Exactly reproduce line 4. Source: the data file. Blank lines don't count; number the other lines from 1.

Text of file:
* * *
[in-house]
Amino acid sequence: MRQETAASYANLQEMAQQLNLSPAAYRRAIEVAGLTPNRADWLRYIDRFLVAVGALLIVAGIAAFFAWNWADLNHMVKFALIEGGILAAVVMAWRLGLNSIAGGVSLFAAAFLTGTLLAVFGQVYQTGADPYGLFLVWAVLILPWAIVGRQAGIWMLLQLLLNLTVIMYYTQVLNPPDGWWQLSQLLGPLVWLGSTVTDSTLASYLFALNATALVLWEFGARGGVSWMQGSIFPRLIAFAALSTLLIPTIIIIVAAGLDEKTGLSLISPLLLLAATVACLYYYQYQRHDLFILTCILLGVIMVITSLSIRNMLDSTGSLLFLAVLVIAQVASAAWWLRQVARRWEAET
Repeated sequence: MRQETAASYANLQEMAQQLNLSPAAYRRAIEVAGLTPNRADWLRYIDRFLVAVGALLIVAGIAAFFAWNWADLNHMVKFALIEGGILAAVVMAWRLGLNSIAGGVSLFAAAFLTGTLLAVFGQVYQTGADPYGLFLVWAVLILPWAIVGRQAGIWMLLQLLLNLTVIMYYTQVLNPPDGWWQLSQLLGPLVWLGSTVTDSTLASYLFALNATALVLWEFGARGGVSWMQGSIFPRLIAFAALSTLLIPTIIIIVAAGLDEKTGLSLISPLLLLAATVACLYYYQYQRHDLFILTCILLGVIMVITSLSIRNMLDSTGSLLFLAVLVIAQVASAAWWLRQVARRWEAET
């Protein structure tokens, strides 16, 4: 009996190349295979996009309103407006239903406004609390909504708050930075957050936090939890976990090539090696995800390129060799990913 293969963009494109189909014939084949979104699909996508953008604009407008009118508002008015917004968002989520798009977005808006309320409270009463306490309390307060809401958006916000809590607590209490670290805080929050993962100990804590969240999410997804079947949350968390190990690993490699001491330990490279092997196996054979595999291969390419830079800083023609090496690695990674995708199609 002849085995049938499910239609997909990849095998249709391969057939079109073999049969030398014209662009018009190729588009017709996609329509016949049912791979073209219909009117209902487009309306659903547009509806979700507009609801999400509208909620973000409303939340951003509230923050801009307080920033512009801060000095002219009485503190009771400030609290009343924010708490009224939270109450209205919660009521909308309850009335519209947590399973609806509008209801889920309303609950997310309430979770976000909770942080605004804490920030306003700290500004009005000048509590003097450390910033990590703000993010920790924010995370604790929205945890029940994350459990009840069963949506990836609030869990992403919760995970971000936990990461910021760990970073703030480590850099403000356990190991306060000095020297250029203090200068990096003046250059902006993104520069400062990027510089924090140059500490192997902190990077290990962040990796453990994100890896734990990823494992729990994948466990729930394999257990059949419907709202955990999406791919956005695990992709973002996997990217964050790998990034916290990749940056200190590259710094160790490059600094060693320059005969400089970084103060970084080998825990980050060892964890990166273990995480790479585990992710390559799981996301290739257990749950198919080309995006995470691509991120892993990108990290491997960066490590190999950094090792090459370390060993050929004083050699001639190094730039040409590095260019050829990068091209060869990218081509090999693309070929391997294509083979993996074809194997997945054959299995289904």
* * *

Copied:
């Protein structure tokens, strides 16, 4: 009996190349295979996009309103407006239903406004609390909504708050930075957050936090939890976990090539090696995800390129060799990913 293969963009494109189909014939084949979104699909996508953008604009407008009118508002008015917004968002989520798009977005808006309320409270009463306490309390307060809401958006916000809590607590209490670290805080929050993962100990804590969240999410997804079947949350968390190990690993490699001491330990490279092997196996054979595999291969390419830079800083023609090496690695990674995708199609 002849085995049938499910239609997909990849095998249709391969057939079109073999049969030398014209662009018009190729588009017709996609329509016949049912791979073209219909009117209902487009309306659903547009509806979700507009609801999400509208909620973000409303939340951003509230923050801009307080920033512009801060000095002219009485503190009771400030609290009343924010708490009224939270109450209205919660009521909308309850009335519209947590399973609806509008209801889920309303609950997310309430979770976000909770942080605004804490920030306003700290500004009005000048509590003097450390910033990590703000993010920790924010995370604790929205945890029940994350459990009840069963949506990836609030869990992403919760995970971000936990990461910021760990970073703030480590850099403000356990190991306060000095020297250029203090200068990096003046250059902006993104520069400062990027510089924090140059500490192997902190990077290990962040990796453990994100890896734990990823494992729990994948466990729930394999257990059949419907709202955990999406791919956005695990992709973002996997990217964050790998990034916290990749940056200190590259710094160790490059600094060693320059005969400089970084103060970084080998825990980050060892964890990166273990995480790479585990992710390559799981996301290739257990749950198919080309995006995470691509991120892993990108990290491997960066490590190999950094090792090459370390060993050929004083050699001639190094730039040409590095260019050829990068091209060869990218081509090999693309070929391997294509083979993996074809194997997945054959299995289904």